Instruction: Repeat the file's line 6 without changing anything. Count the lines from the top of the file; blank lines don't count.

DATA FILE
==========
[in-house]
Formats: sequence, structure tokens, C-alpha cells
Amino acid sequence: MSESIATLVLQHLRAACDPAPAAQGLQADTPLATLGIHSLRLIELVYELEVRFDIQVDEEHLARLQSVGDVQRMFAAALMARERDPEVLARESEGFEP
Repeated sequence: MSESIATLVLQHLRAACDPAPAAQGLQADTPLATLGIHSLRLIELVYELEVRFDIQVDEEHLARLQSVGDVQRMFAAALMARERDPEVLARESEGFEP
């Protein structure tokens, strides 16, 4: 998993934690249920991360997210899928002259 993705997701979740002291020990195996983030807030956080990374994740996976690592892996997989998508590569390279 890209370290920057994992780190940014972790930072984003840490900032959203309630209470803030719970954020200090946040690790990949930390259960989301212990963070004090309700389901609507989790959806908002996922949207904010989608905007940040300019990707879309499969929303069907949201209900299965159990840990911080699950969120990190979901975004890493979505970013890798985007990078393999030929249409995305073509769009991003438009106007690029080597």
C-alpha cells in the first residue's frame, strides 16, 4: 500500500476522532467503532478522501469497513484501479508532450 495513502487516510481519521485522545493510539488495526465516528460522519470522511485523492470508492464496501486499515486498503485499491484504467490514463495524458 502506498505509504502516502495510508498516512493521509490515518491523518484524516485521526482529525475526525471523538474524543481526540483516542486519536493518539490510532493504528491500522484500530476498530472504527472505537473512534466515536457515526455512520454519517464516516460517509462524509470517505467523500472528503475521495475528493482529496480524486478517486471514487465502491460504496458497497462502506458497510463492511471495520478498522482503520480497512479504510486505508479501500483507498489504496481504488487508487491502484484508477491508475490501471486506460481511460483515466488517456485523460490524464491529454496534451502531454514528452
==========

C-alpha cells in the first residue's frame, strides 16, 4: 500500500476522532467503532478522501469497513484501479508532450 495513502487516510481519521485522545493510539488495526465516528460522519470522511485523492470508492464496501486499515486498503485499491484504467490514463495524458 502506498505509504502516502495510508498516512493521509490515518491523518484524516485521526482529525475526525471523538474524543481526540483516542486519536493518539490510532493504528491500522484500530476498530472504527472505537473512534466515536457515526455512520454519517464516516460517509462524509470517505467523500472528503475521495475528493482529496480524486478517486471514487465502491460504496458497497462502506458497510463492511471495520478498522482503520480497512479504510486505508479501500483507498489504496481504488487508487491502484484508477491508475490501471486506460481511460483515466488517456485523460490524464491529454496534451502531454514528452